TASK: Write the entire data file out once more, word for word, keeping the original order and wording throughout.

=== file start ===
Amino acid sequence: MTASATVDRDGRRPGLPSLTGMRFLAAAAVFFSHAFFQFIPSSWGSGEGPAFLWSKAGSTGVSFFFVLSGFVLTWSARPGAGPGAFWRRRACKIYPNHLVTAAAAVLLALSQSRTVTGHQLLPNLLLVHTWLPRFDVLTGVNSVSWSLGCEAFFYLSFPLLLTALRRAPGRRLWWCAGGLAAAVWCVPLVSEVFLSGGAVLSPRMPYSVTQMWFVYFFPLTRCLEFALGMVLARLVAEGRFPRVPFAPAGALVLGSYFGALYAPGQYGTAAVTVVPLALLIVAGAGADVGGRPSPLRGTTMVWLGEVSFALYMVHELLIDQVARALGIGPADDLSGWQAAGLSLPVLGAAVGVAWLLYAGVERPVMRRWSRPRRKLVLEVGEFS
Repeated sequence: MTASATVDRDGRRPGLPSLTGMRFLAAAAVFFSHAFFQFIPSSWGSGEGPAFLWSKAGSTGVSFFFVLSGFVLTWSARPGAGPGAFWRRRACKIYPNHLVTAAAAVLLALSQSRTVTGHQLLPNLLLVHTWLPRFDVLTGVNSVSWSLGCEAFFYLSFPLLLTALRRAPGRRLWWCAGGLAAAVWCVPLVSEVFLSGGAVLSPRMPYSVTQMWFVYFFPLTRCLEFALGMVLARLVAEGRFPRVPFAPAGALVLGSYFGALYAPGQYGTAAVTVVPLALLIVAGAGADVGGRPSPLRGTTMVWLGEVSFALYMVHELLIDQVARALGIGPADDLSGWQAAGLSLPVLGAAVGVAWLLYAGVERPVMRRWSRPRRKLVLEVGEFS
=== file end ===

Amino acid sequence: MTASATVDRDGRRPGLPSLTGMRFLAAAAVFFSHAFFQFIPSSWGSGEGPAFLWSKAGSTGVSFFFVLSGFVLTWSARPGAGPGAFWRRRACKIYPNHLVTAAAAVLLALSQSRTVTGHQLLPNLLLVHTWLPRFDVLTGVNSVSWSLGCEAFFYLSFPLLLTALRRAPGRRLWWCAGGLAAAVWCVPLVSEVFLSGGAVLSPRMPYSVTQMWFVYFFPLTRCLEFALGMVLARLVAEGRFPRVPFAPAGALVLGSYFGALYAPGQYGTAAVTVVPLALLIVAGAGADVGGRPSPLRGTTMVWLGEVSFALYMVHELLIDQVARALGIGPADDLSGWQAAGLSLPVLGAAVGVAWLLYAGVERPVMRRWSRPRRKLVLEVGEFS
Repeated sequence: MTASATVDRDGRRPGLPSLTGMRFLAAAAVFFSHAFFQFIPSSWGSGEGPAFLWSKAGSTGVSFFFVLSGFVLTWSARPGAGPGAFWRRRACKIYPNHLVTAAAAVLLALSQSRTVTGHQLLPNLLLVHTWLPRFDVLTGVNSVSWSLGCEAFFYLSFPLLLTALRRAPGRRLWWCAGGLAAAVWCVPLVSEVFLSGGAVLSPRMPYSVTQMWFVYFFPLTRCLEFALGMVLARLVAEGRFPRVPFAPAGALVLGSYFGALYAPGQYGTAAVTVVPLALLIVAGAGADVGGRPSPLRGTTMVWLGEVSFALYMVHELLIDQVARALGIGPADDLSGWQAAGLSLPVLGAAVGVAWLLYAGVERPVMRRWSRPRRKLVLEVGEFS